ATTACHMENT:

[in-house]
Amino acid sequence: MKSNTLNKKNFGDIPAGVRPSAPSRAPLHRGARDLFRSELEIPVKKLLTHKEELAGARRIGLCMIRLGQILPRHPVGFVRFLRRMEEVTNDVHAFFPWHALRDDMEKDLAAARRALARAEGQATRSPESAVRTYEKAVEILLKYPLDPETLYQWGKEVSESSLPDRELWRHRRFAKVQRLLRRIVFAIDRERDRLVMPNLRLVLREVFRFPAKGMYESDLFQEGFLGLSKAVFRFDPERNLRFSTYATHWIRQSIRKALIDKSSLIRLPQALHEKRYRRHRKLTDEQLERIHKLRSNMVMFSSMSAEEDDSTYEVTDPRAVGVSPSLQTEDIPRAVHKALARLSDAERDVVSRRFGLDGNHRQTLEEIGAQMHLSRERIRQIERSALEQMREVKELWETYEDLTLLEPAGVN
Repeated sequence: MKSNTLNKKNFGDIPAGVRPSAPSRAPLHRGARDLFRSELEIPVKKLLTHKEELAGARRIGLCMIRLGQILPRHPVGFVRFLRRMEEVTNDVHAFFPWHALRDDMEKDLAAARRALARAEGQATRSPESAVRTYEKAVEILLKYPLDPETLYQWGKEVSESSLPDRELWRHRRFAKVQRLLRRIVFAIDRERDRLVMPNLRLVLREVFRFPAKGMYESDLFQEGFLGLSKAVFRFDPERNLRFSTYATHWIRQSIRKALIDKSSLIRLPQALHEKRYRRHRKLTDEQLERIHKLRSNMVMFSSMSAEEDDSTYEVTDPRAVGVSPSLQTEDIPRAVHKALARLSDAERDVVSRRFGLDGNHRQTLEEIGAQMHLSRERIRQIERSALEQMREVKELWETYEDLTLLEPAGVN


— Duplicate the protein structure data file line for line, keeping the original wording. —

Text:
[in-house]
Amino acid sequence: MKSNTLNKKNFGDIPAGVRPSAPSRAPLHRGARDLFRSELEIPVKKLLTHKEELAGARRIGLCMIRLGQILPRHPVGFVRFLRRMEEVTNDVHAFFPWHALRDDMEKDLAAARRALARAEGQATRSPESAVRTYEKAVEILLKYPLDPETLYQWGKEVSESSLPDRELWRHRRFAKVQRLLRRIVFAIDRERDRLVMPNLRLVLREVFRFPAKGMYESDLFQEGFLGLSKAVFRFDPERNLRFSTYATHWIRQSIRKALIDKSSLIRLPQALHEKRYRRHRKLTDEQLERIHKLRSNMVMFSSMSAEEDDSTYEVTDPRAVGVSPSLQTEDIPRAVHKALARLSDAERDVVSRRFGLDGNHRQTLEEIGAQMHLSRERIRQIERSALEQMREVKELWETYEDLTLLEPAGVN
Repeated sequence: MKSNTLNKKNFGDIPAGVRPSAPSRAPLHRGARDLFRSELEIPVKKLLTHKEELAGARRIGLCMIRLGQILPRHPVGFVRFLRRMEEVTNDVHAFFPWHALRDDMEKDLAAARRALARAEGQATRSPESAVRTYEKAVEILLKYPLDPETLYQWGKEVSESSLPDRELWRHRRFAKVQRLLRRIVFAIDRERDRLVMPNLRLVLREVFRFPAKGMYESDLFQEGFLGLSKAVFRFDPERNLRFSTYATHWIRQSIRKALIDKSSLIRLPQALHEKRYRRHRKLTDEQLERIHKLRSNMVMFSSMSAEEDDSTYEVTDPRAVGVSPSLQTEDIPRAVHKALARLSDAERDVVSRRFGLDGNHRQTLEEIGAQMHLSRERIRQIERSALEQMREVKELWETYEDLTLLEPAGVN